Tuesday, November 21, 2006


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Dyed-in-the-Wool Materialism

Here's Daniel Engber at Slate.com in an article on neuroscience and the brain:

Let me be clear: I'm a dyed-in-the-wool materialist. I believe that each and every aspect of our minds derives from the firing patterns of neurons in our brains.

Here's a question for Mr. Engber. How do chemical reactions, such as constitute a firing neuron, produce things like self-awareness, memories, intentions, desires, regrets, disappointments, guilt, thankfulness, appreciation of beauty, forgiveness, desire for peace, enjoying a good book, deciding, doubting, worrying, or believing?

Even more, how do chemical reactions generate the content of our decisions or our beliefs? How is what I believe about who should be ranked in college football's top five teams produced by a series of molecules shuffling about among the cells of my brain?

Perhaps there's a purely dyed-in-the-wool material explanation for such things, but, if so, I hope Mr. Engber shares it with the rest of us. A lot of people would love to have an answer to these questions. Or perhaps there is no purely physicalist answer, and Mr. Engber's Kierkegaardian committment to materialism is just a blind leap of religious faith in inanimate matter.


There's a radio show coming out of England called Unbelievable whose host, a man named Justin Brierly, invites guests on to debate matters of interest to Christians and atheists. Go here and scroll down for a menu of the topics they've discussed on their show. Some of them look like they'd be very much worth listening to.

Banning the Burqa

This is an odd story:

The Dutch cabinet has backed a proposal by the country's immigration minister to ban Muslim women from wearing the burqa in public places.

The burqa, a full body covering that also obscures the face, would be banned by law in the street, and in trains, schools, buses and the law courts. The cabinet said burqas disturb public order, citizens and safety.

The decision comes days ahead of elections which the ruling centre-right coalition is expected to win. Immigration Minister Rita Verdonk, who is known for her tough policies, said it was important that all people in the Netherlands were able to see and identify each other clearly to promote integration and tolerance.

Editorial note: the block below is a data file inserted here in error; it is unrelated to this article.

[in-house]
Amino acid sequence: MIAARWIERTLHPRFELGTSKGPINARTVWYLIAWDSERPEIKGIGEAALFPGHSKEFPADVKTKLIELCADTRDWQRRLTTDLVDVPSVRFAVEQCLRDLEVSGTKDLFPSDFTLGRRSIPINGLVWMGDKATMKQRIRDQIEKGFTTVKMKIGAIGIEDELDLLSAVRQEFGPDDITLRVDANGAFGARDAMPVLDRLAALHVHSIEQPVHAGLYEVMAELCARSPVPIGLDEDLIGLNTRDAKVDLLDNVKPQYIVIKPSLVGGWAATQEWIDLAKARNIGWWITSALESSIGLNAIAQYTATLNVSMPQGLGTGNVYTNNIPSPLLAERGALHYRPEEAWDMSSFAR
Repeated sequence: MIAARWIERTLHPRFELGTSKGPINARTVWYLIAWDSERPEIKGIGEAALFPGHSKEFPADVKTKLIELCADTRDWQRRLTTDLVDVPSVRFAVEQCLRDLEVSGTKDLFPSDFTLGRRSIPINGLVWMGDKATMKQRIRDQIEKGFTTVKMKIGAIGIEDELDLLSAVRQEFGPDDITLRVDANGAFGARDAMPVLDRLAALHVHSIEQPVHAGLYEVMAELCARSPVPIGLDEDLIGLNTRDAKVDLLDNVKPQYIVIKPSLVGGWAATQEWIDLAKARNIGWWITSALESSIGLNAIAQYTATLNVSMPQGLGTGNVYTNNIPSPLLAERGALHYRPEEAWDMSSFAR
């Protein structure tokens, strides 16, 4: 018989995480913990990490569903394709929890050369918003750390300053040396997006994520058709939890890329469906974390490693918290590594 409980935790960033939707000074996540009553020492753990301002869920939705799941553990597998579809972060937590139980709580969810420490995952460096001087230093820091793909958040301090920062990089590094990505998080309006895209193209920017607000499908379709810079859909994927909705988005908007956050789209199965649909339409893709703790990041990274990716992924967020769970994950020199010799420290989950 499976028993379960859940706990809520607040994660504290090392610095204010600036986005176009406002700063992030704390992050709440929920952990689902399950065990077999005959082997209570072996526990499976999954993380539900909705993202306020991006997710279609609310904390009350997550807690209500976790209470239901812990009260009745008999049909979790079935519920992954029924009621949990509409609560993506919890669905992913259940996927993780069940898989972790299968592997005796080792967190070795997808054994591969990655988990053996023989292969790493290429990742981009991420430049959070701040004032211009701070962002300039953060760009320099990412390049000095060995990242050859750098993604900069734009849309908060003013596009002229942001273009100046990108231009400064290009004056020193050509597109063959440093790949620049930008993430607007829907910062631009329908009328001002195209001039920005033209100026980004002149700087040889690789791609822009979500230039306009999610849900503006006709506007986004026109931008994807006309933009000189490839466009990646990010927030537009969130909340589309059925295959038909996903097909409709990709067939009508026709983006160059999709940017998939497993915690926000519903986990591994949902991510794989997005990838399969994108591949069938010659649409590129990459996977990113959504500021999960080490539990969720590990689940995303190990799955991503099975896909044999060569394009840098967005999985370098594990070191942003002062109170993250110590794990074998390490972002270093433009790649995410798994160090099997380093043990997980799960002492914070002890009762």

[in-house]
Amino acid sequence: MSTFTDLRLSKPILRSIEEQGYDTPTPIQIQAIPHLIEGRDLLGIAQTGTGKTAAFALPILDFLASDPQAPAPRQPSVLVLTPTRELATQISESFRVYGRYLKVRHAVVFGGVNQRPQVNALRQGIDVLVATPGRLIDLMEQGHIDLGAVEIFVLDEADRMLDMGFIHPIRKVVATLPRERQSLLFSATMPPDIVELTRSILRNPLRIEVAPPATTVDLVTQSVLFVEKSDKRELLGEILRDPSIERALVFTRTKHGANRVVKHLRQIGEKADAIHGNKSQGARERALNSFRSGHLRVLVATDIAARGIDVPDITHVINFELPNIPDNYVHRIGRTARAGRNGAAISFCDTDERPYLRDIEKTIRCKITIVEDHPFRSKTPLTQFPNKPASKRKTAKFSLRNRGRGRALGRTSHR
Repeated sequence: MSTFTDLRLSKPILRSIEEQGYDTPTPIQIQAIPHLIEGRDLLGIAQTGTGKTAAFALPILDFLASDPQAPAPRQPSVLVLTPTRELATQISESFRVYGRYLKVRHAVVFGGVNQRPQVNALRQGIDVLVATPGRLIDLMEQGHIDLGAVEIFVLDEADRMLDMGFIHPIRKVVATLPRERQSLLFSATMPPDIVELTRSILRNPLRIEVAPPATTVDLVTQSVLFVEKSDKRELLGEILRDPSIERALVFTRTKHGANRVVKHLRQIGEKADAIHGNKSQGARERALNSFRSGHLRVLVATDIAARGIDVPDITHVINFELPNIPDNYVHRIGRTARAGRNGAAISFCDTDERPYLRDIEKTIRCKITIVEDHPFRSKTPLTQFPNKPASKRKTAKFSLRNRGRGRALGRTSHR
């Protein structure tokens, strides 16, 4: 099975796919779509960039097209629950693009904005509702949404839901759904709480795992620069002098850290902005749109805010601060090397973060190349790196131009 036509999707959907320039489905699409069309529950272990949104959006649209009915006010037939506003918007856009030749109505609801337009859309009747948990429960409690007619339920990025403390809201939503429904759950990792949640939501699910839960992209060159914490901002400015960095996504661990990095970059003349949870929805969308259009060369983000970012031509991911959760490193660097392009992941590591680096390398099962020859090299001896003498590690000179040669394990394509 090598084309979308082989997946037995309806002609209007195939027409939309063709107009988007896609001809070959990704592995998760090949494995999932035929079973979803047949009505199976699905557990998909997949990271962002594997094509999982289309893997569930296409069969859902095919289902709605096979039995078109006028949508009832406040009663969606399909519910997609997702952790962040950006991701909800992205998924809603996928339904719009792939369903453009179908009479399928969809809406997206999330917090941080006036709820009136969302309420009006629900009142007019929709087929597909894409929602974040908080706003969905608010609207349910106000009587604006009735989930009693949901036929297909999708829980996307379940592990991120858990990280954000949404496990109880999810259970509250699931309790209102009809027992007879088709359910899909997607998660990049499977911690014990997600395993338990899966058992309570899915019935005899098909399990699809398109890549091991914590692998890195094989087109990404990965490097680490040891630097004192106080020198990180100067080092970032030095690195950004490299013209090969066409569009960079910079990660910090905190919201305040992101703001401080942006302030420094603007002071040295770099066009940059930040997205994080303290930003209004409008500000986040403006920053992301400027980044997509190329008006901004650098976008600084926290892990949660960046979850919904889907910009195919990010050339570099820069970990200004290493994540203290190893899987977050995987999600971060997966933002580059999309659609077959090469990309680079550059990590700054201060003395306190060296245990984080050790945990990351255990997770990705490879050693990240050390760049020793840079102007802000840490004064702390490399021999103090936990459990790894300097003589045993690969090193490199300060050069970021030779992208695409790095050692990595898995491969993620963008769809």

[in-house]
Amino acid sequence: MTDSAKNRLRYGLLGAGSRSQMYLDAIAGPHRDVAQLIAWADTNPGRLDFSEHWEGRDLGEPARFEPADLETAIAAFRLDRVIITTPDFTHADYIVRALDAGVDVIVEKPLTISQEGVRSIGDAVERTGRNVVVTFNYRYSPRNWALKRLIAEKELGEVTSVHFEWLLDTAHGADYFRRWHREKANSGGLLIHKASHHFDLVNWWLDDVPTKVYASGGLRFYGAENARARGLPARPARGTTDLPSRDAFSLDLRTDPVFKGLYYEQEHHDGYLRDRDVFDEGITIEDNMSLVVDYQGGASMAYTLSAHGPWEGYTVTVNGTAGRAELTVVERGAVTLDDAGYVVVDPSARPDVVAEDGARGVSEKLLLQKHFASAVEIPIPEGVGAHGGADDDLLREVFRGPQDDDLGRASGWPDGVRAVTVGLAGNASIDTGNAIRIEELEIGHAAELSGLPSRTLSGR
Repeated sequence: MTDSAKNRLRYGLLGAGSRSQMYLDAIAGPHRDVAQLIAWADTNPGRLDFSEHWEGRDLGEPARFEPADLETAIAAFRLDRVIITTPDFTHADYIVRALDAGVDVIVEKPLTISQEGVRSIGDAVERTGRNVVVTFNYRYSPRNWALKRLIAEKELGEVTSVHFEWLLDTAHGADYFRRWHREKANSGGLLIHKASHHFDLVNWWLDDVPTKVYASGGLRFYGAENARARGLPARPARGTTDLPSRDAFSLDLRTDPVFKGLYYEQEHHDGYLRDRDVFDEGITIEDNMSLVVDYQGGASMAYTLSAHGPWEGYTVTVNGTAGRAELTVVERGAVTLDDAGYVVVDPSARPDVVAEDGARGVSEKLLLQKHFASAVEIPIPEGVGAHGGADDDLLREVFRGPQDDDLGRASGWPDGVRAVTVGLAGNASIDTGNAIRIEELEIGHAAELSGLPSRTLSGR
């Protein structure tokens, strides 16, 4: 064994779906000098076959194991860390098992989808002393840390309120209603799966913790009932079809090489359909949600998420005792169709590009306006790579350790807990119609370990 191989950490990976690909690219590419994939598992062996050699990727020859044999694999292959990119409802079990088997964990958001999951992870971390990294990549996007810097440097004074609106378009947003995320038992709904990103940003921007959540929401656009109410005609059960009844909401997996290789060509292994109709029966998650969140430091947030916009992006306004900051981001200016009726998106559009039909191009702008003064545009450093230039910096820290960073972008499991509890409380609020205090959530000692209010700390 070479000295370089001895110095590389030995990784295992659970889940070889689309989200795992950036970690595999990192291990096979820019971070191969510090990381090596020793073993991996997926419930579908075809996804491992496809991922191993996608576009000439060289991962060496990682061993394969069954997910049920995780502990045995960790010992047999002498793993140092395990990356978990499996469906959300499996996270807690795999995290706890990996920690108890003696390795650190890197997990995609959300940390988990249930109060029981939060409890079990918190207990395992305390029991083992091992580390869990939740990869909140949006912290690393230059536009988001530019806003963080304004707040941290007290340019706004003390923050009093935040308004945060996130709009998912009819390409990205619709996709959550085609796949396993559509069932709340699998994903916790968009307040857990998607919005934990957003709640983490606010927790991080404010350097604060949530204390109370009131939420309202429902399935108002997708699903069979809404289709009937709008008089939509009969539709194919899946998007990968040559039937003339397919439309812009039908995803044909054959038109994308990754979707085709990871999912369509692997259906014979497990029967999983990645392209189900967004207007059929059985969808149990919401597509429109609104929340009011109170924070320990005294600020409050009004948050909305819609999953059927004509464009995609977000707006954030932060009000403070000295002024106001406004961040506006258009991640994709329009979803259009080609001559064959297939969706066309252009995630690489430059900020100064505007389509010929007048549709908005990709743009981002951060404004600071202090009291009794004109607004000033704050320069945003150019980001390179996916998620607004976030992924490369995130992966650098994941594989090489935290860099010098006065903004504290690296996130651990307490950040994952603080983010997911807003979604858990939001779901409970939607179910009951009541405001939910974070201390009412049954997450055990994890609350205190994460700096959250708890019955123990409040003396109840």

Last year a majority of MPs in the Dutch parliament said they were in favour of a ban. An estimated 6% of 16 million people living in the Netherlands are Muslims. But there are thought to be fewer than 100 women who choose to wear the burqa, a traditional Islamic form of dress.

Unless they have good security reasons for this ban it really does seem to be a gratuitous gesture. The Netherlands is a sexually freewheeling country in which all manner of sexual expression is permitted. No doubt a woman could walk down the street in a string bikini, exposing just about every square inch of her body, and few would object, but actually covering one's body is going to be made illegal. Why?

Apparently, a number of other countries in Europe are taking similar measures:

The issue of the type of clothing worn by Muslim women has become a hotly-debated subject in a range of European countries. France has passed a law banning religious symbols, including Muslim headscarves, from schools. Some German states ban teachers in public schools from wearing headscarves, but there is no blanket rule against burqas.

Italy has banned face-coverings, resurrecting old laws passed to combat domestic terrorism, while citing new security fears. The issue of Muslim women's dress also surfaced in the UK, where former Foreign Secretary Jack Straw said women should not wear the veil.

I'd like to know whether there has been an example of criminals exploiting the burqa to commit crimes or acts of terrorism. If not, then why prohibit it?